Franchise Strengths and Weaknesses | Real Property Management
Interested in buying a franchise but not sure it’s the best decision for you? Determining a franchise’s strength and weakness is a good place to start.
More and more people are looking into owning a franchise. If you are one of those people, the first challenge you will face is finding the right franchise business that suits your talent and personality – the one that you hope will bring you financial success and job satisfaction. There are many franchises from which you can choose, but as with any other investment, the burden is on you to research a franchise carefully; you are fully responsible in making sure that you are investing your money wisely. You cannot, and should not, rely on what a salesperson is telling you. Unfortunately, there are always salespeople out there that will tell you what you want to hear, which may not be 100% accurate, just to close the deal.
As you begin your due diligence on a franchise in which you have interest, there is one document that would be very helpful to you. It is called the Franchise Disclosure Document (“FDD”). The FDD is a legal document that the Federal Trade Commission (“FTC”) requires franchisors to provide to prospective franchisees. Its purpose is to protect you, the future franchisee, by providing you with the information you need about the franchisor. The salesperson may tell you only the wonderful things about the franchisor but the FDD will show you the facts. Franchisors are required under FTC rules to update and register their FDD annually so you can get the most recent information regarding the franchisor.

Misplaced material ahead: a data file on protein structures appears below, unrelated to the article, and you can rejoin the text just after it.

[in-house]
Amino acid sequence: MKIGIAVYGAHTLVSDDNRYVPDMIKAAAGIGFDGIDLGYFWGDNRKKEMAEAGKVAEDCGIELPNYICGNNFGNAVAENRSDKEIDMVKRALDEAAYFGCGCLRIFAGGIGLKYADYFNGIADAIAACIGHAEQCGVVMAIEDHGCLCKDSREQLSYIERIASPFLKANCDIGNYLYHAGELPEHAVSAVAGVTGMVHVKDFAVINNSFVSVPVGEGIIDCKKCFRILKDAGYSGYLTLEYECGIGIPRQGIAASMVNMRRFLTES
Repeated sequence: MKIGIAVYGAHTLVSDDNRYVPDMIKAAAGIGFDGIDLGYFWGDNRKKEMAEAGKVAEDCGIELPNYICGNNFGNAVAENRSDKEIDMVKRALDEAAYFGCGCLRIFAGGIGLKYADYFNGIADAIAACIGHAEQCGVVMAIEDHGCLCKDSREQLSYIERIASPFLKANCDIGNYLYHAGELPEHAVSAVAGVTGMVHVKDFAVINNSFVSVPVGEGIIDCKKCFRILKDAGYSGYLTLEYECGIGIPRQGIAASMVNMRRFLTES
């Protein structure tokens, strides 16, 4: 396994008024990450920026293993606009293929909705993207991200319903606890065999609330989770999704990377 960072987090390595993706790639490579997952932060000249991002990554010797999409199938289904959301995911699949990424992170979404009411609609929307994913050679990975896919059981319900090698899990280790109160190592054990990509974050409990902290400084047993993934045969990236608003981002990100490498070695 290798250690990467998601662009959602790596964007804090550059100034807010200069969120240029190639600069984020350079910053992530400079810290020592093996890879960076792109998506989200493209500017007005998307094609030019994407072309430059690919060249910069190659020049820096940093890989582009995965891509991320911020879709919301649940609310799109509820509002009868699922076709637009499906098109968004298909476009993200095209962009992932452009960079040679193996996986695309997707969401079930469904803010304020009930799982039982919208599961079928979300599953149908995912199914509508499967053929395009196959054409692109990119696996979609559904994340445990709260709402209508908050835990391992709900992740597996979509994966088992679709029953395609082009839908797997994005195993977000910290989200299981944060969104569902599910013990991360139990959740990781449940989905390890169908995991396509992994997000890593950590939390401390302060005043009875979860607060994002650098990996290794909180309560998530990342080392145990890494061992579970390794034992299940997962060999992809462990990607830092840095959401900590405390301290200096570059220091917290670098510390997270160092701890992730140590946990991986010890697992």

The FDD contains 23 categories of information about the franchisor; it will give you a full picture of the franchise you are considering – its strengths and its weaknesses. Depending on the volume of information that a franchisor needs to disclose in each category, the FDD, when given to you, can be intimidating. You might feel overwhelmed just looking at the number of pages you have to go through and the volume of information you have to digest. It is often tempting to just skip the reading and believe the salesperson. In case you are forgetting, the salesperson’s goal is to sell. It’s his job. It’s your job to protect your interest and your investment, so don’t always rely on the salesperson. As intimidating as it is, read the FDD!
The franchisor is required to provide you a copy of the FDD at least 14 days prior to you executing a franchise agreement, so take some time and get to know the franchisor.
Do you have experiences with reading an FDD or dealing with a not-so-honest salesperson? We’d love to hear your story!